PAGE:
Example 3
.
Evaluate
Z
2
π
0
1
sin
θ
+ 2
dθ
.
Answer
.
We put
z
=
e
jθ
and get
Z
2
π
0
1
sin
θ
+ 2
dθ
=
Z
C
1
(
z

1
z
)
1
2
j
+ 2
dz
jz
where
C
is the unit circle. Now
Z
C
dz
2
jz
+ (
z
2

1)
1
2
=
Z
C
2
dz
z
2

1 + 4
jz
.
The roots of the bottom are
z
=

4
j
±
√

16 + 4
2
= (

2
±
√
3)
j,
so
z
2
+ 4
jz

1 = (
z
+ (2 +
√
3)
j
)(
z
+ (2

√
3)
j
)
.
C
153
Observe that (

2 +
√
3)
j
is inside
C
, but (

2

√
3)
j
is not, since
(

(

2 +
√
3)
j

= 2

√
3
<
1
,

(

2

√
3)
j

= 2 +
√
3
>
1
.
We also note that the pole at (

2 +
√
3)
j
is
simple
. Then
Z
C
2
z
2
+ 4
jz

1
dz
= 2
πj
2
2
√
3
j
=
2
π
√
3
.
As a final comment, we recall that
f
(
x
) is even iff
f
(
x
) =
f
(

x
). Suppose
f
(
x
) is even, then
Z
∞
0
f
(
x
)
dx
=
1
2
Z
∞
∞
f
(
x
)
dx.
We can thus evaluate
R
∞
0
f
(
x
)
dx
by evaluating
R
∞
∞
f
(
x
)
dx
and dividing by 2. As
an example consider
R
∞
0
1
1+
x
2
dx
.
Here
f
(
x
) =
1
1+
x
2
for
f
(
x
) =
f
(

x
) and
f
is
even
. We thus have
R
∞
0
1
1+
x
2
dx
=
1
2
·
π
from Example 1. Note also that
f
(
x
) is
odd
if
f
(
x
) =

f
(

x
), so
Z
∞
∞
f
(
x
)
dx
=
lim
R
→∞
Z
R

R
f
(
x
)
dx
but
Z
R

R
f
(
x
)
dx
=
Z
0

R
f
(
x
)
dx
+
Z
R
0
f
(
x
)
dx
=

Z
R
0
f
(
x
)
dx
+
Z
R
0
f
(
x
)
dx
= 0
,
and
R
∞
∞
f
(
x
)
dx
= 0! Unfortunately, we can’t do
R
∞
0
f
(
x
)
dx
if
f
(
x
) is
odd
.
154
III.h
Inverting the Laplace Transform and Applications
We now come one of the main reasons for all the work we have done: inverting
the Laplace Transform. The basic idea—constructing suitable paths in the complex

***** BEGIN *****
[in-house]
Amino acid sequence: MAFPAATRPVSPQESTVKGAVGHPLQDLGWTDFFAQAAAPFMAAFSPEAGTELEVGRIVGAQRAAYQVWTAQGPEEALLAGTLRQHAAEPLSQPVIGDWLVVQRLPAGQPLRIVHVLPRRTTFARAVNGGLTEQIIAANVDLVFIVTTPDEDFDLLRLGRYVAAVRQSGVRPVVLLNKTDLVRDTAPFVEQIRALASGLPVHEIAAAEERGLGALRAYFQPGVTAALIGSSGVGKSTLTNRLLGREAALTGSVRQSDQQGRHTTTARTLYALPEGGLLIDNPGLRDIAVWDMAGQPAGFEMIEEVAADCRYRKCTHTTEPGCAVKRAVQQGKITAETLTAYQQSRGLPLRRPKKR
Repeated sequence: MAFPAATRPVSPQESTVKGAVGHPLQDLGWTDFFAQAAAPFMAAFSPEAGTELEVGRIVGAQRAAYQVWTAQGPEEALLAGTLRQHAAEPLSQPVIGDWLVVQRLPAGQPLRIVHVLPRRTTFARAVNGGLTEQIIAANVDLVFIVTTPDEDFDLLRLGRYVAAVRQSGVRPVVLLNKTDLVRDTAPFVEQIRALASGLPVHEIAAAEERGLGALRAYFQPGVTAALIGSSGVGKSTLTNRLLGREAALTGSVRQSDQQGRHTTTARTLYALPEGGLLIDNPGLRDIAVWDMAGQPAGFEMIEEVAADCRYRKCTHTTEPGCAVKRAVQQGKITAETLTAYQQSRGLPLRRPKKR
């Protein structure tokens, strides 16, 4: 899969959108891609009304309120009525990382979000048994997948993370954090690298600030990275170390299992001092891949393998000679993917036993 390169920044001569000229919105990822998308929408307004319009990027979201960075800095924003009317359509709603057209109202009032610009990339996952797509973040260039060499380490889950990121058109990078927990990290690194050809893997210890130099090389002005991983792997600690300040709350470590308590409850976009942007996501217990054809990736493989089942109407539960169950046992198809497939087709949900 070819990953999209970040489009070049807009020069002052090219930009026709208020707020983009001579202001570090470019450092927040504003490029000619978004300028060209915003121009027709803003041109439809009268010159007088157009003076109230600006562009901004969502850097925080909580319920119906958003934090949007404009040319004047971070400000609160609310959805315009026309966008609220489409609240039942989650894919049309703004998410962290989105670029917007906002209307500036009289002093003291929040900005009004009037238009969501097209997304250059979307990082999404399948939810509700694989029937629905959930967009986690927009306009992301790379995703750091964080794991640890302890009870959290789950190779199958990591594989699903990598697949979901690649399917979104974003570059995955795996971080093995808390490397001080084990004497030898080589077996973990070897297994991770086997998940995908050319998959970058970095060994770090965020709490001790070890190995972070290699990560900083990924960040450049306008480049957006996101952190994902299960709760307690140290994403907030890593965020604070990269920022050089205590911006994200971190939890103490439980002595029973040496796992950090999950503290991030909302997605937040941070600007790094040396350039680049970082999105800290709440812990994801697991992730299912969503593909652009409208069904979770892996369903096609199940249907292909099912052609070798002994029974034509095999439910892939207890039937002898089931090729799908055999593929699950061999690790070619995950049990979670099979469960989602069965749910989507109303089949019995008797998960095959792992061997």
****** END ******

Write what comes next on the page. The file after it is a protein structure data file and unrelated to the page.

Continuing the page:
plane—is similar to the previous section.
You may recall that given
y
=
f
(
t
)
(usually
t
is actually time),
L
(
f
)(
s
)—the Laplace Transform of
f
—is given by
L
(
f
)(
s
) =
Z
∞
0
e

st
f
(
t
)
dt.
In elementary courses,
s
is thought of as being a real number, but in practical
problems this is
not
the case and you should think of
s
as being complex. Indeed,
s
=
jw
with
w
= frequency is of particular significance.
So we wish to think as
L
(
f
)(
s
) being given for any complex
s
.
The formulas you hopefully recall hold
unchanged for
s
complex. In particular,
L
(
e
at
)(
s
) = 1
/
(
s

a
) if Re (
s
)
>
Re (
a
).
Now let
f
(
s
) be the transform of some function
h
(
t
). We know
f
(
s
) and wish
to find
h
(
t
), i.e., we wish to invert the transform. In practice,
f
(
s
) will have some
poles at some points
s
1
, . . ., s
m
of the complex plane. As is often the case in practice
we start by assuming
s
1
, . . ., s
m
all lie in the left half plane. (We shall deal with
the other case later.) We construct the path
C
=
C
1
+
C
2
with
C
2
a semicircle of
radius
R
as shown.
C
2
C
R
1
s
1
s
2
s
m
s
3
s
j R
 j R
Think of
R
as being large. If
s
is any point inside the semicircle (as shown), then
155
since
f
is analytic inside and on
C
we have
f
(
s
) =
1
2
πj
Z
C
f
(
z
)
z

s
dz.
Think of
s
as being temporarily fixed, and assume

f
(
z
)
 →
0 as

z
 → ∞
. This
is the case for most “practical” functions but not for all. The latter case is more
complicated and we do not deal with it in this course. Look at
C
2
: if
z
is on
C
2
then

f
(
z
)
 →
0 as

z

(i.e.,
R
) approaches
∞
, and 1
/

z

s

also goes to zero as

z
 → ∞
. One can formally show that as a consequence
R
C
2
f
(
z
)
/
(
z

s
)
dz
→
0 as
R
→ ∞
, and a detailed proof is given in theoretical courses. So, since
f
(
s
) never
changes as
R
→ ∞
, we get
f
(
s
) =
1
2
πj
Z
C
f
(
z
)
z

s
dz
=
1
2
πj
Z
C
1
f
(
z
)
z

s
dz
+
Z
C
2
f
(
z
)
z

s
dz
→
1
2
πj
Z